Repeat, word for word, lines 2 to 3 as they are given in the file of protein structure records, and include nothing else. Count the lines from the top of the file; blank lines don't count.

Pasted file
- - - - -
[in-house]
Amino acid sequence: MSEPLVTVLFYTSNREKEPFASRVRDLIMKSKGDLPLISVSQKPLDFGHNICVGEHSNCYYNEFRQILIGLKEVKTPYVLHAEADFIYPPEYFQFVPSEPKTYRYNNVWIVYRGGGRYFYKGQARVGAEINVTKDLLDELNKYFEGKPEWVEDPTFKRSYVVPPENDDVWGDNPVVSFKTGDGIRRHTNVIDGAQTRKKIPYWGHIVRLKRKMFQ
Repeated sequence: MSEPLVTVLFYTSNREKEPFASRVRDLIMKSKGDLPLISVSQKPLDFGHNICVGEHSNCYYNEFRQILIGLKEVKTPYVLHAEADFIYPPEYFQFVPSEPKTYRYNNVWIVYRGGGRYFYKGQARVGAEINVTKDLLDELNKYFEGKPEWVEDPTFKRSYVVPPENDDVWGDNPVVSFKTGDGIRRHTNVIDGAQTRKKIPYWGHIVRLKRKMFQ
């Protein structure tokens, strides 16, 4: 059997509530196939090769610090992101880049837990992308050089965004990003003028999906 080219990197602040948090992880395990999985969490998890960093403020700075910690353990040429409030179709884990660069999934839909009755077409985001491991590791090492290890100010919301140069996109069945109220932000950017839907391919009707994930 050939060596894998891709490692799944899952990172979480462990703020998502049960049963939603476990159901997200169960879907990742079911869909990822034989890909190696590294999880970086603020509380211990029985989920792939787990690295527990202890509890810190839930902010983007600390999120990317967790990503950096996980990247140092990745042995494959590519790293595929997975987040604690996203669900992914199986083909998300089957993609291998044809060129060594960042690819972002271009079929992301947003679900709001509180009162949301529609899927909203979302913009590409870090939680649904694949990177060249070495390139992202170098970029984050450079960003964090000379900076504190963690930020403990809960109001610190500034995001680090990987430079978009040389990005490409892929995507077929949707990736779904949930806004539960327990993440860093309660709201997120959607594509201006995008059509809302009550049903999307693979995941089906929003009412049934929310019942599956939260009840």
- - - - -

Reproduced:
Amino acid sequence: MSEPLVTVLFYTSNREKEPFASRVRDLIMKSKGDLPLISVSQKPLDFGHNICVGEHSNCYYNEFRQILIGLKEVKTPYVLHAEADFIYPPEYFQFVPSEPKTYRYNNVWIVYRGGGRYFYKGQARVGAEINVTKDLLDELNKYFEGKPEWVEDPTFKRSYVVPPENDDVWGDNPVVSFKTGDGIRRHTNVIDGAQTRKKIPYWGHIVRLKRKMFQ
Repeated sequence: MSEPLVTVLFYTSNREKEPFASRVRDLIMKSKGDLPLISVSQKPLDFGHNICVGEHSNCYYNEFRQILIGLKEVKTPYVLHAEADFIYPPEYFQFVPSEPKTYRYNNVWIVYRGGGRYFYKGQARVGAEINVTKDLLDELNKYFEGKPEWVEDPTFKRSYVVPPENDDVWGDNPVVSFKTGDGIRRHTNVIDGAQTRKKIPYWGHIVRLKRKMFQ